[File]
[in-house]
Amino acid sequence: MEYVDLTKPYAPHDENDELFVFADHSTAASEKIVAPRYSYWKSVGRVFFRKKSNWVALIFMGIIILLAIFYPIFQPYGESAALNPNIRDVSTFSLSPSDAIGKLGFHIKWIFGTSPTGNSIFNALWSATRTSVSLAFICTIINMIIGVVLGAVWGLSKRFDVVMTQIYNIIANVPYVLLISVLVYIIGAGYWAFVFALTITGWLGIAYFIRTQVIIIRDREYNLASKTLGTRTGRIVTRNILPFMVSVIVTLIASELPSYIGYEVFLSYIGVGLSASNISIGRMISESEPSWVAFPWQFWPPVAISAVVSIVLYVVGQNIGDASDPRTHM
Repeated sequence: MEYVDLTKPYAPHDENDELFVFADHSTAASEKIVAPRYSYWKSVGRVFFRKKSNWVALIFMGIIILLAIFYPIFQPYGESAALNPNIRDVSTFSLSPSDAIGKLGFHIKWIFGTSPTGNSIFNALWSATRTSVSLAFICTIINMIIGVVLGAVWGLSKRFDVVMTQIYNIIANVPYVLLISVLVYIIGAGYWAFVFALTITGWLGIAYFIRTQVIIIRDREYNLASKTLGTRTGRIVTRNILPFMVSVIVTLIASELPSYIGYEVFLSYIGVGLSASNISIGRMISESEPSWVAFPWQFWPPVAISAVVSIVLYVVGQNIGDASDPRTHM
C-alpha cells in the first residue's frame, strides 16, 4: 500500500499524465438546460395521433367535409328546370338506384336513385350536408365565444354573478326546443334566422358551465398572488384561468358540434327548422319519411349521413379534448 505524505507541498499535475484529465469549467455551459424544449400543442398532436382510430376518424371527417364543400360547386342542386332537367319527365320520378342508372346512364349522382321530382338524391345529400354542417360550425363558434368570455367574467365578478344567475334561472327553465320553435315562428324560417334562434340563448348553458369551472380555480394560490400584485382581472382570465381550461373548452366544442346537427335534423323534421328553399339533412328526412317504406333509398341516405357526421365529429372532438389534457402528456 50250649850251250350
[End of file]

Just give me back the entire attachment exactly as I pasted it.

[in-house]
Amino acid sequence: MEYVDLTKPYAPHDENDELFVFADHSTAASEKIVAPRYSYWKSVGRVFFRKKSNWVALIFMGIIILLAIFYPIFQPYGESAALNPNIRDVSTFSLSPSDAIGKLGFHIKWIFGTSPTGNSIFNALWSATRTSVSLAFICTIINMIIGVVLGAVWGLSKRFDVVMTQIYNIIANVPYVLLISVLVYIIGAGYWAFVFALTITGWLGIAYFIRTQVIIIRDREYNLASKTLGTRTGRIVTRNILPFMVSVIVTLIASELPSYIGYEVFLSYIGVGLSASNISIGRMISESEPSWVAFPWQFWPPVAISAVVSIVLYVVGQNIGDASDPRTHM
Repeated sequence: MEYVDLTKPYAPHDENDELFVFADHSTAASEKIVAPRYSYWKSVGRVFFRKKSNWVALIFMGIIILLAIFYPIFQPYGESAALNPNIRDVSTFSLSPSDAIGKLGFHIKWIFGTSPTGNSIFNALWSATRTSVSLAFICTIINMIIGVVLGAVWGLSKRFDVVMTQIYNIIANVPYVLLISVLVYIIGAGYWAFVFALTITGWLGIAYFIRTQVIIIRDREYNLASKTLGTRTGRIVTRNILPFMVSVIVTLIASELPSYIGYEVFLSYIGVGLSASNISIGRMISESEPSWVAFPWQFWPPVAISAVVSIVLYVVGQNIGDASDPRTHM
C-alpha cells in the first residue's frame, strides 16, 4: 500500500499524465438546460395521433367535409328546370338506384336513385350536408365565444354573478326546443334566422358551465398572488384561468358540434327548422319519411349521413379534448 505524505507541498499535475484529465469549467455551459424544449400543442398532436382510430376518424371527417364543400360547386342542386332537367319527365320520378342508372346512364349522382321530382338524391345529400354542417360550425363558434368570455367574467365578478344567475334561472327553465320553435315562428324560417334562434340563448348553458369551472380555480394560490400584485382581472382570465381550461373548452366544442346537427335534423323534421328553399339533412328526412317504406333509398341516405357526421365529429372532438389534457402528456 50250649850251250350